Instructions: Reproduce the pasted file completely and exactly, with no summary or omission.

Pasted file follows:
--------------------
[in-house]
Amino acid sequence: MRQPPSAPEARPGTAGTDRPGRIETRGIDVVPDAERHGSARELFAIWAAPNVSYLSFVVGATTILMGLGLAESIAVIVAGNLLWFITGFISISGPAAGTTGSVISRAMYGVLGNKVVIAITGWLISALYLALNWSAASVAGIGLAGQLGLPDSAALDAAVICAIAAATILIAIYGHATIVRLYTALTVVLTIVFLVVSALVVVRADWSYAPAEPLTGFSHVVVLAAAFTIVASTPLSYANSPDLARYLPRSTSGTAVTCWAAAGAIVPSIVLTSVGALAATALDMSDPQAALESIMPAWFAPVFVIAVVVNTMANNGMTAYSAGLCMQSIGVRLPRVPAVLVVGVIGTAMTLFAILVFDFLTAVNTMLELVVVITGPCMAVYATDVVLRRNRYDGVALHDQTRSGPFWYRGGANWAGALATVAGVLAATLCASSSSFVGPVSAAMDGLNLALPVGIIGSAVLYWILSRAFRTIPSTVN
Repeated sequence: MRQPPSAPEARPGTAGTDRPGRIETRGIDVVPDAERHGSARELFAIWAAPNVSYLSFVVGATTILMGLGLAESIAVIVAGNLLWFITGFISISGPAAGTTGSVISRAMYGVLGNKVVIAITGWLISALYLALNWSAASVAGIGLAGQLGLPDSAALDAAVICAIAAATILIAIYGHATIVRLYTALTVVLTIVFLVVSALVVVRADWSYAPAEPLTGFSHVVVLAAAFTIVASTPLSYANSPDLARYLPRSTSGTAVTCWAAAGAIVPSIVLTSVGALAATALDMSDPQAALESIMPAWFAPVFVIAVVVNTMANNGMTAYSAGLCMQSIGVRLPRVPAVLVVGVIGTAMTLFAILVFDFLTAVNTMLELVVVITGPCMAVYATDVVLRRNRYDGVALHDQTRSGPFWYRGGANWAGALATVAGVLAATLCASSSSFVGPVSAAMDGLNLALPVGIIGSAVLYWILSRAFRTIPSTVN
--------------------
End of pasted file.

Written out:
[in-house]
Amino acid sequence: MRQPPSAPEARPGTAGTDRPGRIETRGIDVVPDAERHGSARELFAIWAAPNVSYLSFVVGATTILMGLGLAESIAVIVAGNLLWFITGFISISGPAAGTTGSVISRAMYGVLGNKVVIAITGWLISALYLALNWSAASVAGIGLAGQLGLPDSAALDAAVICAIAAATILIAIYGHATIVRLYTALTVVLTIVFLVVSALVVVRADWSYAPAEPLTGFSHVVVLAAAFTIVASTPLSYANSPDLARYLPRSTSGTAVTCWAAAGAIVPSIVLTSVGALAATALDMSDPQAALESIMPAWFAPVFVIAVVVNTMANNGMTAYSAGLCMQSIGVRLPRVPAVLVVGVIGTAMTLFAILVFDFLTAVNTMLELVVVITGPCMAVYATDVVLRRNRYDGVALHDQTRSGPFWYRGGANWAGALATVAGVLAATLCASSSSFVGPVSAAMDGLNLALPVGIIGSAVLYWILSRAFRTIPSTVN
Repeated sequence: MRQPPSAPEARPGTAGTDRPGRIETRGIDVVPDAERHGSARELFAIWAAPNVSYLSFVVGATTILMGLGLAESIAVIVAGNLLWFITGFISISGPAAGTTGSVISRAMYGVLGNKVVIAITGWLISALYLALNWSAASVAGIGLAGQLGLPDSAALDAAVICAIAAATILIAIYGHATIVRLYTALTVVLTIVFLVVSALVVVRADWSYAPAEPLTGFSHVVVLAAAFTIVASTPLSYANSPDLARYLPRSTSGTAVTCWAAAGAIVPSIVLTSVGALAATALDMSDPQAALESIMPAWFAPVFVIAVVVNTMANNGMTAYSAGLCMQSIGVRLPRVPAVLVVGVIGTAMTLFAILVFDFLTAVNTMLELVVVITGPCMAVYATDVVLRRNRYDGVALHDQTRSGPFWYRGGANWAGALATVAGVLAATLCASSSSFVGPVSAAMDGLNLALPVGIIGSAVLYWILSRAFRTIPSTVN